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Rushdie mourns Satanic victims.

SORROWFUL Salman Rushdie yesterday paid tribute to people killed or injured because of his book The Satanic Verses.

He told a packed news conference that there had been a "dreadful waste of human life" and added: "I regret that."

The author spoke out after Iran lifted its nine-year death threat on him for writing the controversial book.

Mr Rushdie specifically mentioned a Japanese translator stabbed to death, an Italian also knifed and a Norwegian publisher hit by a murder bid.

He added: "I would like to say that I am sorrowful for all the people who have died in demonstrations against The Satanic Verses, particularly in the subcontinent.

"I feel in many cases the people did not even know what they were demonstrating against."

Iran's removal of the death threat was rewarded by Britain with a resumption of full diplo- matic relations.

Mr Rushdie has been a marked man since the Islamic fatwa was issued against him in 1989.

Ayatollah Khomeini said The Satanic Verses blasphemed against Islam. The fatwa cannot be withdrawn, but its threat is drastically reduced by Iran's move.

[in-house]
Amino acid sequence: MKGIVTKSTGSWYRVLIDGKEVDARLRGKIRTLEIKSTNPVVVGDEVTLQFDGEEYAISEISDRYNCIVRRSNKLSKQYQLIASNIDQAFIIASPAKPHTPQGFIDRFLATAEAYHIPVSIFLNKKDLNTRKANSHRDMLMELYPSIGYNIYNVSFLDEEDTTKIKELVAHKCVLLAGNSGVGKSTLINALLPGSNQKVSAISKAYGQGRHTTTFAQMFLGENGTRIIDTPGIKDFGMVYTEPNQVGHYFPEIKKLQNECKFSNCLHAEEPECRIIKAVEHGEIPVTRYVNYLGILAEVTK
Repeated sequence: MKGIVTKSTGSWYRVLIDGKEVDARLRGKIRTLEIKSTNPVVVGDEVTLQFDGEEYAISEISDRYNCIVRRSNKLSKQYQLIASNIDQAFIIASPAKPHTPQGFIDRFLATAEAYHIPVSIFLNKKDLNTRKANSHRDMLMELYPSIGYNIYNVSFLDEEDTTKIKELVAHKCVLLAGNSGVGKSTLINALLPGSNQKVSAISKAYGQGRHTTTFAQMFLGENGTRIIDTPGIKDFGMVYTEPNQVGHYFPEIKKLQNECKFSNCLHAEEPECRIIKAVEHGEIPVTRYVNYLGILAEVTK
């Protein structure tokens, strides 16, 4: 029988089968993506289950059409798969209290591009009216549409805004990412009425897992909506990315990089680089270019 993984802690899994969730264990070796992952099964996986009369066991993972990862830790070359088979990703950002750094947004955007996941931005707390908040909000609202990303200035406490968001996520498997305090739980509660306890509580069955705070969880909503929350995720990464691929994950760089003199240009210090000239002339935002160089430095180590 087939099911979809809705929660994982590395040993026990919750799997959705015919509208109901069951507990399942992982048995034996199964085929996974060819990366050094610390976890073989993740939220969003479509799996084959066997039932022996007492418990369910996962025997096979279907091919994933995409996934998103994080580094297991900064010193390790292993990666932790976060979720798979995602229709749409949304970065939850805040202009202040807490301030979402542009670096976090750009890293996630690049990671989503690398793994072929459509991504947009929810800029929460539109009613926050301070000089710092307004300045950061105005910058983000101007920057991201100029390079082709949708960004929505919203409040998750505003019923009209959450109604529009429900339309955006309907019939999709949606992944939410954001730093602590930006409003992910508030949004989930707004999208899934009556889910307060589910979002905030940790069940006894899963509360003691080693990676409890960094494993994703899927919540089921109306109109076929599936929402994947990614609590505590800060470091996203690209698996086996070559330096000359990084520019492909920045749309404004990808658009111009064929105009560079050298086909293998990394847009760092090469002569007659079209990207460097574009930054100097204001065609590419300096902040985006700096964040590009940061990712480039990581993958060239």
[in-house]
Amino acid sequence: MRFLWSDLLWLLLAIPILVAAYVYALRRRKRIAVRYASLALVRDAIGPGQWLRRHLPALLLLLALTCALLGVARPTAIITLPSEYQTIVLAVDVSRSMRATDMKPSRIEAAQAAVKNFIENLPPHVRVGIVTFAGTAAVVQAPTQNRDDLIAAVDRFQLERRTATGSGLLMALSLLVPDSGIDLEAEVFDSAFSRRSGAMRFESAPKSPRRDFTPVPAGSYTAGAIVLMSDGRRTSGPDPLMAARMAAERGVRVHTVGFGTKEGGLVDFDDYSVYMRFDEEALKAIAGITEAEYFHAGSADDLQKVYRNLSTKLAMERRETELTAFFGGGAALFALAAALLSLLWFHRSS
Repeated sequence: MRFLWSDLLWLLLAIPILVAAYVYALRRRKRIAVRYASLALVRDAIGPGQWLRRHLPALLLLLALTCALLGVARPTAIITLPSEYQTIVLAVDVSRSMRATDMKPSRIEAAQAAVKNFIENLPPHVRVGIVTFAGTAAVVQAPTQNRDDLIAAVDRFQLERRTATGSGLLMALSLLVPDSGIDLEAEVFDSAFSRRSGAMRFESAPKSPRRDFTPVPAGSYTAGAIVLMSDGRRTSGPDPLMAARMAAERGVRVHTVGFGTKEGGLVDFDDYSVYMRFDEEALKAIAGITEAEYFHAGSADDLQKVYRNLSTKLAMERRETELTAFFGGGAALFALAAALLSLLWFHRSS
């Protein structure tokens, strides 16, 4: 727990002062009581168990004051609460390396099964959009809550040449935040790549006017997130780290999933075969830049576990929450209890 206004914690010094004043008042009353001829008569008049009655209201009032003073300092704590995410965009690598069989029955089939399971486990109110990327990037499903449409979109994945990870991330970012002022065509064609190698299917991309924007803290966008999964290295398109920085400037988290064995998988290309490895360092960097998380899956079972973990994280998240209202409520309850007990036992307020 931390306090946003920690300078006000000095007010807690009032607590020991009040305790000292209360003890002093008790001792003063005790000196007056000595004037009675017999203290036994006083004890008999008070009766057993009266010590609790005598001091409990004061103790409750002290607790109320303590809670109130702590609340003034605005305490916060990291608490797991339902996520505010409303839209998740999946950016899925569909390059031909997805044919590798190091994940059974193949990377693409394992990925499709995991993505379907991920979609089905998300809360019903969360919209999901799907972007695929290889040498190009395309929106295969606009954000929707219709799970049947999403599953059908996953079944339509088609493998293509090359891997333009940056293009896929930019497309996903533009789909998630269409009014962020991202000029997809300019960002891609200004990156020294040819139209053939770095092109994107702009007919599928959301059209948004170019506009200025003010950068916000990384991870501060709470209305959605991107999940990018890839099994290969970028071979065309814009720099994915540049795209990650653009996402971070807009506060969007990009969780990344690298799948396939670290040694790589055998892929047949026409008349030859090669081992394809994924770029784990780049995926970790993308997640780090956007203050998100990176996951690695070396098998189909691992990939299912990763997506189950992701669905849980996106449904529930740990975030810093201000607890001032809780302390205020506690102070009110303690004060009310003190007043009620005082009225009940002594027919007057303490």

Iranian Foreign Minister Kamal Kharrazi told Foreign Secretary Robin Cook that his Government had "no intention" of harming or helping anyone to harm Mr Rushdie.

The author stressed that he would not apologise for writing the book.

He told the BBC: "It seems to me that we have fought a colossal battle for freedom of speech.

"And it seems to me that 10 years of my life has been badly deformed."

Earlier, he told the news conference: "The reason we are all here, I guess, is to recognise the end of a dreadful terrorist threat against a citizen of another country. That is a great moment."

Mr Rushdie said he was now looking forward to "regaining his professional life."

He had been shown enormous affection during his nine years in hiding.

The author added: "People have been weeping at me down the phone over the last 24 hours - and I have been doing my own share of weeping."
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Author:Linden, Martha
Publication:The Mirror (London, England)
Date:Sep 26, 1998
Words:340
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